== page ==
As feared, the support at 1,680 USD no longer withstood the pressure from the bears on their fifth attempt. Although the breakthrough was not very quick, the situation is clear. Gold prices are trading at their lowest levels since March 2020 and bullish signals are in nowhere in sight.
At least, the stochastic oscillator on the weekly chart is heavily oversold. But apart from the already broken lower edge of the long-term uptrend, there are no significant supports down to the area around 1,530 to USD 1,570. The absolute “worst case” scenario remains a pullback towards around 1,350 USD.
On the way up, the bulls must first clear the former support around 1,680 USD to provide an initial signal of a trend reversal. So far, this has not been successful and the resistance zone around 1,680 USD is now being additionally strengthened with two crossing trend lines.
Overall, the weekly chart is bearish. From a trend follower perspective, lower prices below the round number of 1,600 USD would therefore be the next logical step. At the same time, however, the technical situation is extremely oversold and a bet on lower prices no longer has a good risk/reward-ratio.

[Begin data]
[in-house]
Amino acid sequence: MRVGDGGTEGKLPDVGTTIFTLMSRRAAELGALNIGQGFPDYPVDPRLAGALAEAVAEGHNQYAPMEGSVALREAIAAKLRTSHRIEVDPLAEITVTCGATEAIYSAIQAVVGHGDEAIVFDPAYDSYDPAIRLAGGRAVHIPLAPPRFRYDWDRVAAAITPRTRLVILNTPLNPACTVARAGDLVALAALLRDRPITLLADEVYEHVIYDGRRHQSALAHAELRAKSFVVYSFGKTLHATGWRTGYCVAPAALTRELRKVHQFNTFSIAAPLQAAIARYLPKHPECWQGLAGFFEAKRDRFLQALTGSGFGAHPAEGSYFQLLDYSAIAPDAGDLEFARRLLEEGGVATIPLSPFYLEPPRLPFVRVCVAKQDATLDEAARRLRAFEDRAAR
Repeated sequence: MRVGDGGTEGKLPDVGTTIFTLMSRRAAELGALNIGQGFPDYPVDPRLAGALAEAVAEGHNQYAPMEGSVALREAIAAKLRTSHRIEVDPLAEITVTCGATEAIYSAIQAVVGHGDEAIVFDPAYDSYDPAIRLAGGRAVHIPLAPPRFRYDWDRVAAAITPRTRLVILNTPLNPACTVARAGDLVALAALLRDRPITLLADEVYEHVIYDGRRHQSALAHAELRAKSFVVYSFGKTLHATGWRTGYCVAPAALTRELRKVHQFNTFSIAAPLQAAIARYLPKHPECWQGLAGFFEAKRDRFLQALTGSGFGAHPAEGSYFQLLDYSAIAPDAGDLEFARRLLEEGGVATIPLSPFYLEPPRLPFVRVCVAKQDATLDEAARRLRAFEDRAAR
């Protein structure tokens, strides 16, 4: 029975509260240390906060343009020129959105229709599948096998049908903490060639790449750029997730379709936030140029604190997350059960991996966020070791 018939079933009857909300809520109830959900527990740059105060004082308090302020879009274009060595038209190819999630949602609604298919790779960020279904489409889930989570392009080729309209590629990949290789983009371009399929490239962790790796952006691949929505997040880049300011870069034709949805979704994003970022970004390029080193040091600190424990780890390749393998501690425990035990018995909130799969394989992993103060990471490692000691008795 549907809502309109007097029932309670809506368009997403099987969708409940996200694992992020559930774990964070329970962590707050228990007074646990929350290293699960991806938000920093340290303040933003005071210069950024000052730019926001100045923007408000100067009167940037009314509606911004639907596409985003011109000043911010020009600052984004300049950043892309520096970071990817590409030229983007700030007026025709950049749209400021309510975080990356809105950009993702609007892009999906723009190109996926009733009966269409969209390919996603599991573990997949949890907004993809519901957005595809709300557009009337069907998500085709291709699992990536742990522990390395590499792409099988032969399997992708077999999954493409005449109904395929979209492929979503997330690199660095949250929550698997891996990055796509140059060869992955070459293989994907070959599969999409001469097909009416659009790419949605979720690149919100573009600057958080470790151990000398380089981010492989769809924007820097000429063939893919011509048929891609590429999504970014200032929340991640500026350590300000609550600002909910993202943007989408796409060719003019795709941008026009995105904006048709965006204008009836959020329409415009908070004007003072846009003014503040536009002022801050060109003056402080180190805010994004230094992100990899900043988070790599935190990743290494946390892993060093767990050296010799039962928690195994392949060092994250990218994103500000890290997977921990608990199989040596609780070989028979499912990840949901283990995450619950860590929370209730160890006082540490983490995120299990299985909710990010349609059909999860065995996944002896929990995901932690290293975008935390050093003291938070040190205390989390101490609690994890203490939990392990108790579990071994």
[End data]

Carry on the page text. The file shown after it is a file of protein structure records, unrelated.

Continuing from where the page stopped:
Daily chart: Clearly oversold again
On the daily chart, gold has been relentlessly sliding downwards since the high in March at 2,070 USD. Any countertrend-movement quickly fizzled out and gold faces a total loss of around 22%.
At the same time, gold is trading around 180 USD below its falling 200-day line (1,815 USD). Hence, a short squeeze is possible at any time. However, this would also require a pullback in the heavily overbought US-Dollar. In view of the extremely one-sided “long dollar” positioning of most market participants, this is certainly only a matter of time.
In any case, if gold can defend the September low at 1,615 USD, chances for a larger recovery would increase significantly. So far, however, this is wishful thinking but a decision will be made in the next few days.
All in all, the daily chart is bearish, but oversold and therefore actually ripe for a renewed recovery. Nevertheless, gold would have to break out clearly above 1,680 USD and ideally also clear the last high at 1,730 USD to send a first bullish signal. More likely would be a tenacious and tricky bottom building process above 1,600 USD or even new lows somewhere between 1,530 and 1,570 USD. Be prepared that this bear spook could possibly even drag on until mid-December!